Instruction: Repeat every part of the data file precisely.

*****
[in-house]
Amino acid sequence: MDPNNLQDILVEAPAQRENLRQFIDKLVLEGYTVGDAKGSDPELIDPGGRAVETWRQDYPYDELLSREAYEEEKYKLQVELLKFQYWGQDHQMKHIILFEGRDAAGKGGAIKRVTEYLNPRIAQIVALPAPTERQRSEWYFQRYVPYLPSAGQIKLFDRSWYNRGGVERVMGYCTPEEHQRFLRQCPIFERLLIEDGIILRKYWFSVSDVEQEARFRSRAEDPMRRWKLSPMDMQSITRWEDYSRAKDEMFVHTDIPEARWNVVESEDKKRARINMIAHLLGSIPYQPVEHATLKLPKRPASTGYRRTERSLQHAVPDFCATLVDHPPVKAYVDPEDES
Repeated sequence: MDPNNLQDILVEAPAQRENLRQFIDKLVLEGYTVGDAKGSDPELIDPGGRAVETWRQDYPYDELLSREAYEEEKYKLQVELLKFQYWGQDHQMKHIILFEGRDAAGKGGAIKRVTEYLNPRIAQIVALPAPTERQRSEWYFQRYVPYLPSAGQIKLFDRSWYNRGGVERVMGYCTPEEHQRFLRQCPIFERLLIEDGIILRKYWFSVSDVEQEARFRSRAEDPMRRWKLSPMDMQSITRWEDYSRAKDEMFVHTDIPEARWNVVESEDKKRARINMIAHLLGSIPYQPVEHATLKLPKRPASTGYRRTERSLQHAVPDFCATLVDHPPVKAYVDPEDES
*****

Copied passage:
[in-house]
Amino acid sequence: MDPNNLQDILVEAPAQRENLRQFIDKLVLEGYTVGDAKGSDPELIDPGGRAVETWRQDYPYDELLSREAYEEEKYKLQVELLKFQYWGQDHQMKHIILFEGRDAAGKGGAIKRVTEYLNPRIAQIVALPAPTERQRSEWYFQRYVPYLPSAGQIKLFDRSWYNRGGVERVMGYCTPEEHQRFLRQCPIFERLLIEDGIILRKYWFSVSDVEQEARFRSRAEDPMRRWKLSPMDMQSITRWEDYSRAKDEMFVHTDIPEARWNVVESEDKKRARINMIAHLLGSIPYQPVEHATLKLPKRPASTGYRRTERSLQHAVPDFCATLVDHPPVKAYVDPEDES
Repeated sequence: MDPNNLQDILVEAPAQRENLRQFIDKLVLEGYTVGDAKGSDPELIDPGGRAVETWRQDYPYDELLSREAYEEEKYKLQVELLKFQYWGQDHQMKHIILFEGRDAAGKGGAIKRVTEYLNPRIAQIVALPAPTERQRSEWYFQRYVPYLPSAGQIKLFDRSWYNRGGVERVMGYCTPEEHQRFLRQCPIFERLLIEDGIILRKYWFSVSDVEQEARFRSRAEDPMRRWKLSPMDMQSITRWEDYSRAKDEMFVHTDIPEARWNVVESEDKKRARINMIAHLLGSIPYQPVEHATLKLPKRPASTGYRRTERSLQHAVPDFCATLVDHPPVKAYVDPEDES